I was talking to a neighbor recently about replacing the elements in my
heater as they go out here frequently because of major lime in the water. He
told me something interesting. He said he was not happy with the recovery
rate of his electric water heater and that most electric heaters are
designed to only have one element at a time come on. He said he fixed his
situation by putting a thermostat on both the top and bottom elements so
both could heat at once and now he has almost unlimited hot water. Is there
any reason you should not do this?
As Jim says; .
On most 40 US gallon hot water tanks I've seen the top heating element,
typically 3000 watts, heats the upper part of the tank, then the upper
thermostat flips over and the lower element, often also 3000 watts, heats
the lower portion of the tank under control of the lower thermostat.
Some tanks can be larger and have larger heaters, my daughters is AFIK 60 US
gallons and the heaters are larger, possibly 4500 watts each? But the
principle is the same as with our 40 gallon.
In many cases you can move one wire to allow both heaters to come on at the
same time, each controlled by their individual thermostats. i.e. faster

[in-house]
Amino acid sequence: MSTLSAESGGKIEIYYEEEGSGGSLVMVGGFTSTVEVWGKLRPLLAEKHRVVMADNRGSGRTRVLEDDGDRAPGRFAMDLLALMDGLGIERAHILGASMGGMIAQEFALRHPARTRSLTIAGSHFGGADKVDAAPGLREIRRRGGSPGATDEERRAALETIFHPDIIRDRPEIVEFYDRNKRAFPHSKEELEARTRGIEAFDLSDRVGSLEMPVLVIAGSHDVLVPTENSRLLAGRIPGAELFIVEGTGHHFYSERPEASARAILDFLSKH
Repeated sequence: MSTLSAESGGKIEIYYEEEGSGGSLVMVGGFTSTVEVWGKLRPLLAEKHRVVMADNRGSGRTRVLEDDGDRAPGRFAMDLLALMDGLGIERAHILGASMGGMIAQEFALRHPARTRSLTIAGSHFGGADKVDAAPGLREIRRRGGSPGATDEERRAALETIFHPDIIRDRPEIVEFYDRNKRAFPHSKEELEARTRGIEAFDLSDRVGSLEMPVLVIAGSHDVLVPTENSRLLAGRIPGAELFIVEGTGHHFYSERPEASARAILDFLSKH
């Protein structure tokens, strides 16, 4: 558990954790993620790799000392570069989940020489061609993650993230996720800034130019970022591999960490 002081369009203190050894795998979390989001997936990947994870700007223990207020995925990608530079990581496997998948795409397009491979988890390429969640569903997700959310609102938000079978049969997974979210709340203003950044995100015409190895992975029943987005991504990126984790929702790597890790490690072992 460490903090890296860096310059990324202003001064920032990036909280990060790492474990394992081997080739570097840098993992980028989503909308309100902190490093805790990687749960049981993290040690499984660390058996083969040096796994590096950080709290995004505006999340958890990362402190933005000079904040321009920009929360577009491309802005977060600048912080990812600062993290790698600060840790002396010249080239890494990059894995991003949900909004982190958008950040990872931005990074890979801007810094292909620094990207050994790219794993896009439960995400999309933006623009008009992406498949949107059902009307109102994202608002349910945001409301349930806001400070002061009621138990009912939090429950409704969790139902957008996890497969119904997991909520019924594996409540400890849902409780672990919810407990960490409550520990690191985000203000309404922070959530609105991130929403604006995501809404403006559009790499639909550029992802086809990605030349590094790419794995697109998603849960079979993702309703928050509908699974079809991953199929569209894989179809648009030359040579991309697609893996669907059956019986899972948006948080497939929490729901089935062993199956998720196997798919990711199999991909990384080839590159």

recovery because you are heating top and bottom of the tank at the same
As an example
The total amount of electricity used depends on the TOTAL amount of hot
water drawn from the tank; no matter how slowly or quickly you heat it up
and use it!
BUT: the wiring from the panel to the tank must be of sufficient size to
carry 6000 watts instead of the usual 3000 watts.
Since Watts = Volts times amps. Therefore Watts/Volts = Amps.
When the voltage is 230.
For 3000 watts: ... Amps = 3000/230 = 13. This would require #12AWG with a
20 amp breaker/fuse.
For 6000 watts: ... Amps = 6000/230 = 26. This would require #10AWG with a
30 amp breaker/fuse.
So unless wired with the heavier wire it would be overloaded. Although it
might seem to work OK there is also the possibility that the now under
capacity 20 amp breaker will trip, correctly doing it's job of protecting
the wiring against overload. Result no hot water! The breaker will be
operating at 30% overload and may not last long?
My hot water heater came with a thermostat for each element. In the directions
it stated that each thermostat should be within 10 degrees of each other and if
different the top should be cooler then the bottom. I do not know if you can do
this on heaters that were not designed this way or not. By the way I bought my
heater about 15 years ago at lowes.
[original post is likely clipped to save bandwidth]
Most ARE designed to only have one at a time. The reason is fast recovery.
In this situation, the top element draws the max the branch circuit can
supply AND the internal wiring of the heater is designed for.
When a limited supply of water at the top is heated for light usage, the
upper thermostat transfers power from the upper heating element to the
lower thermostat to heat the bulk of the water.
Before you change anything, be sure the branch circuit and internal heater
wiring is suited to the task.
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